Google’s war on deepfakes: As election looms, it shares ton of AI-faked videos
In an effort to boost research and development in the context of deepfake detection, Google has shared a database containing 3,000 deepfake videos with the new FaceForensics benchmark, a research project by researchers at the Technical University of Munich and the University Federico II of Naples. Deepfakes are audio or visual content doctored by artificial intelligence (AI). They are considered a major threat because they allow threat actors to spread disinformation and influence public opinion by making it seem like influential individuals including government, corporate and military leaders, candidates in democratic elections, scientists and celebrities, said or did things they didn’t actually say or do.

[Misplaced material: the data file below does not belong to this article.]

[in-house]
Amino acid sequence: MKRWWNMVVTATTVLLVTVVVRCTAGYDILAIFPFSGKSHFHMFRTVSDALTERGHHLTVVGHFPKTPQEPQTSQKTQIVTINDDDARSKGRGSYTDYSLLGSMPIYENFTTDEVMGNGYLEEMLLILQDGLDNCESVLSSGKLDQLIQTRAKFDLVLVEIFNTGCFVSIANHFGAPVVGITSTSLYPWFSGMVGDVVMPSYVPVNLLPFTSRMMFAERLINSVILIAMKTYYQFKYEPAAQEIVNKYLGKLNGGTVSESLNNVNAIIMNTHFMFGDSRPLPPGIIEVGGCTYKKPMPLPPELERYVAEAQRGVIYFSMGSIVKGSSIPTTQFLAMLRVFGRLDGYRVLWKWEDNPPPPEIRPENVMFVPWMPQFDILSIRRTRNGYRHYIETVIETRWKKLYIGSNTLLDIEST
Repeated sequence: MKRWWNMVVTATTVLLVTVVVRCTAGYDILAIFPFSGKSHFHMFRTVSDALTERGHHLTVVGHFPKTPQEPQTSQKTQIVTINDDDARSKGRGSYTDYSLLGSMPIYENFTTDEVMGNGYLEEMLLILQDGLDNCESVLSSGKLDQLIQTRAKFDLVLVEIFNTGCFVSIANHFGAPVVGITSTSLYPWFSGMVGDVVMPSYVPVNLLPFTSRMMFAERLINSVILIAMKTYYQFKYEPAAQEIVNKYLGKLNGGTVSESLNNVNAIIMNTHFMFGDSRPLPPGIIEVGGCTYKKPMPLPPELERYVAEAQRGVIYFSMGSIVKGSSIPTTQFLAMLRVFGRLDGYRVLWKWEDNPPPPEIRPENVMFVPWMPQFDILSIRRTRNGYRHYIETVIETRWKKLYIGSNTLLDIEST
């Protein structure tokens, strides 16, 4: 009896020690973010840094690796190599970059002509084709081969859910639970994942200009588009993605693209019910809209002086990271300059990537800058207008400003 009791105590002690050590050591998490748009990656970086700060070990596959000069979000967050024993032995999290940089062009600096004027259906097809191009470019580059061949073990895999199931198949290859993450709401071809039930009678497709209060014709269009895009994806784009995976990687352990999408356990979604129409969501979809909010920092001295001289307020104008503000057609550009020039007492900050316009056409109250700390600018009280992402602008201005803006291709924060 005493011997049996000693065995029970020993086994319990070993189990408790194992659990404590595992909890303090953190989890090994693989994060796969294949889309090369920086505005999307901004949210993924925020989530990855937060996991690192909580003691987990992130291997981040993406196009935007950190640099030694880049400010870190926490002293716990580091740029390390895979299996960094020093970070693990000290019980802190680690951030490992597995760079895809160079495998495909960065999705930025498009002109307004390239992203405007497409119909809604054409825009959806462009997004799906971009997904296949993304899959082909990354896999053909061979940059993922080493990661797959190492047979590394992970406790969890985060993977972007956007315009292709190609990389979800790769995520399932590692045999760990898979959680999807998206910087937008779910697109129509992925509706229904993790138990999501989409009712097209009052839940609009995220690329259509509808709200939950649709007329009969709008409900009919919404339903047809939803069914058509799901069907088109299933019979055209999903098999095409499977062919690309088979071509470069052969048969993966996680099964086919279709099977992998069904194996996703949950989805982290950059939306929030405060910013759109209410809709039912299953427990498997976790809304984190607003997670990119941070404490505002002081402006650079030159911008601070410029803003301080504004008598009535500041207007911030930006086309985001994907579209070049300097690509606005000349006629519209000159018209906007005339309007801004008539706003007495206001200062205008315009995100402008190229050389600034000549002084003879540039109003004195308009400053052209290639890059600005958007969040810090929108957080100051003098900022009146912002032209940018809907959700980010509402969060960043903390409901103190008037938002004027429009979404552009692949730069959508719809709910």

The videos released by Google were produced with the help of paid actors. After recording hundreds of videos, Google researchers used publicly available tools to create thousands of deepfake videos. Researchers at the FaceForensics benchmark project can use the combination of legitimate and deepfake videos to test and improve algorithms designed to spot manipulated footage.